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Star Trek – Spectre of the Gun (Review)

This July and August, we’re celebrating the release of Star Trek Beyond by taking a look back at the third season of the original Star Trek. Check back every Monday, Wednesday and Friday for the latest update.

Star Trek is dead.

Not in a literal or technical sense. The show had been brought back from the brink of cancellation, offered a last-minute reprieve by NBC following a number high-profile fan campaigns. As far as outside observers were concerned, Star Trek lived. Kirk and Spock would continue their voyages into the space, the production team offering new and exciting interstellar adventures for the delectation of the audience at home. The execution had been stayed, Star Trek was back on television for another season.

End of the line.

End of the line.

However, the show had been mortally wounded. Star Trek was clearly not a top priority for NBC. The show was moved to the infamous “graveyard slot” of Fridays at 10pm. The budget was slashed even further. Most of the top tier creative talent left, including veteran producers Dorothy Fontana and Gene L. Coon along with creator Gene Roddenberry. Tensions were simmering behind the scenes. Even before NBC cut the season order to twenty-four episodes later in the season, it was clear that the series was on its last legs.

Star Trek was very much in limbo. Indeed, looking at third season as a whole, many such analogies suggest themselves. Star Trek was a show limping and lurching towards its own funeral, hobbled and humbled by forced outside of its control. These creative problems bubbled through the production into the finished product, with much of the third season inheriting a haggard and defeated disposition. There is a funereal tone to a lot of the third season, distinct even from the Lovecraftian horror that bubbled through the show’s earliest episodes.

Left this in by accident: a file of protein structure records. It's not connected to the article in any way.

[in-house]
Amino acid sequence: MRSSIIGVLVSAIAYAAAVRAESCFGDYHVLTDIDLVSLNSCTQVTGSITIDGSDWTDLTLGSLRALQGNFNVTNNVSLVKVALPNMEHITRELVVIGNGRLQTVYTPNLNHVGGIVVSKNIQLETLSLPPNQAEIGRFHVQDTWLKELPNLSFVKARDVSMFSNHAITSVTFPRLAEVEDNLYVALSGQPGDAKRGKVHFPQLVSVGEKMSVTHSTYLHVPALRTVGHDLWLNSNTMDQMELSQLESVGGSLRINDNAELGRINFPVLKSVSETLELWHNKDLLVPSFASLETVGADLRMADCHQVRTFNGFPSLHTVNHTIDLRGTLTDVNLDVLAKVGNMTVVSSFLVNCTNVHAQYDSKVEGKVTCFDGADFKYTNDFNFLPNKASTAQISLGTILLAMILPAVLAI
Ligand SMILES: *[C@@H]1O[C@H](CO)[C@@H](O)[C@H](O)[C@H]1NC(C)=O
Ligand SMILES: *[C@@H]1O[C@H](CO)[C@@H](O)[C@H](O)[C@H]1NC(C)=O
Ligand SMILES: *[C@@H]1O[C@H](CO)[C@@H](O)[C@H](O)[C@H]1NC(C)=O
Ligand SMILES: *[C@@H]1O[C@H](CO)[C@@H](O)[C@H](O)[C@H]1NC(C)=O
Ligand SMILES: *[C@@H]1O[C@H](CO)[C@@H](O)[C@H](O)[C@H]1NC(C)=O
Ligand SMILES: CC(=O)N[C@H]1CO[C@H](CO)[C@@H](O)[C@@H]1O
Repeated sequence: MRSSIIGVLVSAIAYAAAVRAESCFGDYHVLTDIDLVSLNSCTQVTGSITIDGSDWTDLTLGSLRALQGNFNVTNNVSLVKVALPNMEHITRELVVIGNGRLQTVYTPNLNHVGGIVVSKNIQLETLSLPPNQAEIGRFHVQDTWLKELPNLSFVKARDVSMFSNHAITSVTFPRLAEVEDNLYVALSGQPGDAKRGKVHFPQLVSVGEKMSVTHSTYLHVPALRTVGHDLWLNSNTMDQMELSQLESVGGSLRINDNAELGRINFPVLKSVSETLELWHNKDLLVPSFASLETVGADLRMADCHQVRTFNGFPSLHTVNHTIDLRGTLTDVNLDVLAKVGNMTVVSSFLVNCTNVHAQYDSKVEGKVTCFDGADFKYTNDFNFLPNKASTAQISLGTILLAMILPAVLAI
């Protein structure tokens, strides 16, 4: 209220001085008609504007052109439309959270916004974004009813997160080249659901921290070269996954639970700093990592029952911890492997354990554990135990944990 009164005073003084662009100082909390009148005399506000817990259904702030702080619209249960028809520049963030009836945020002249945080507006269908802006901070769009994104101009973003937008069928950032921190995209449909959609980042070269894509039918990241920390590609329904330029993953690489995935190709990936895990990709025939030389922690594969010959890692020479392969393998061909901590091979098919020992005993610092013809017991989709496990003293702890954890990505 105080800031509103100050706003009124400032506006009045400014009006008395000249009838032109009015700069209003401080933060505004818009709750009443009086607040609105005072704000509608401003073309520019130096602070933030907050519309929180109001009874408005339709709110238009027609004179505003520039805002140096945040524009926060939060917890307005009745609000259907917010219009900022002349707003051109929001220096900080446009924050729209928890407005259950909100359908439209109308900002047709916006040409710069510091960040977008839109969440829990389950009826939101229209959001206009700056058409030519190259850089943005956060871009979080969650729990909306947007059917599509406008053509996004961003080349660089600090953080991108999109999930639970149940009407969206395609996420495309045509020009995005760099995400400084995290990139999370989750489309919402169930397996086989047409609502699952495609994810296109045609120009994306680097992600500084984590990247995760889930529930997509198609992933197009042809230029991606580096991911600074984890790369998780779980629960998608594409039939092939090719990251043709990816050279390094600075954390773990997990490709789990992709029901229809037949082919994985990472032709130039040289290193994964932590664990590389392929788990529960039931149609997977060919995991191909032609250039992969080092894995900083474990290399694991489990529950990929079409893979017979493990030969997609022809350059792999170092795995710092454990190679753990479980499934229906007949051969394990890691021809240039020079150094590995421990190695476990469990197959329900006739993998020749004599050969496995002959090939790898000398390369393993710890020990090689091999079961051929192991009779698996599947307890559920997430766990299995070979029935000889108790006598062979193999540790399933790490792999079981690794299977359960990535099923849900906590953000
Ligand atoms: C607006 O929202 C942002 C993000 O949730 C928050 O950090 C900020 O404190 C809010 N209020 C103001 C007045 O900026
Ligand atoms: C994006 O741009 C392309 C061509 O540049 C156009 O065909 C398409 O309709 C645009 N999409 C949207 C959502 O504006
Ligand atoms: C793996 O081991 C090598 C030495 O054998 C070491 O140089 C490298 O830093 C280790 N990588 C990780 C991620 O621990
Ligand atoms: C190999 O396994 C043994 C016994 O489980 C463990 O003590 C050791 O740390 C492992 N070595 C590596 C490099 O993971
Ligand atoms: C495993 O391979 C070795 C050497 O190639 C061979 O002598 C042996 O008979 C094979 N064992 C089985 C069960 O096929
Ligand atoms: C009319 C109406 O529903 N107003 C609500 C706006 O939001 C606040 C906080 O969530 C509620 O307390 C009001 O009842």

The brains of the operation...

The brains of the operation…

Spectre of the Gun is part of that funereal tone, although it is also something different. Spectre of the Gun was the first episode of the season to be produced, although it was shuffled into the sixth broadcast slot. To be fair, this rescheduling seems appropriate; Spectre of the Gun aired both the week of Halloween and one day shy of the eighty-seventh anniversary of the gunfight at the O.K. Corral. The episode has a haunted quality to it, a more mournful horror than that on display in the franchise’s previous “Halloween episode”, Catspaw.

In some ways, there is an interesting contrast between the first episode of the third season to be produced and the first episode of the third season to air. Both Spectre of the Gun and Spock’s Brain speak to the grim realities of the third season, offering a taste of the anxieties simmering through the show. Both seem to acknowledge that Star Trek is a shell of its former self, whether in the half-remembered ghost town of Spectre of the Gun or the brainless Spock shuffling his way through Spock’s Brain. The only difference is that Spectre of the Gun is a good episode.

Men of mist-ery.

Men of mist-ery.

Death stalks through Spectre of the Gun. Seeking to confront the Melkotians, Kirk and his crew beam down to a formless world that is nothing more than swirling clouds of gas. When they find themselves transported to Tombstone, the sky is an ominous red and the Earps are cast as horsemen of the apocalypse. The world seems hollow; the sound stage is incomplete. Time ticks down, albeit to a fictional five o’clock deadline rather than the historical three o’clock shout out. During the final confrontation, the wind howls as if the world itself is screaming in anguish.

Spectre of the Gun confronts Kirk with a world of phantoms. It evokes a world long vanished into fading memory, populated by characters who died long before. It traps Kirk and his crew in what is effectively a death trap, cutting off all of their narrative options as it marches them inexorably towards a bloody finale. It is even written by a ghost, with Lee Cronin a convenient fiction allowing former producer Gene L. Coon the chance to write a few scripts for a show he had already departed and which was not long for this world. The setting is even called “Tombstone.”

Even the newspaper is in on it!

Even the newspaper is in on it!

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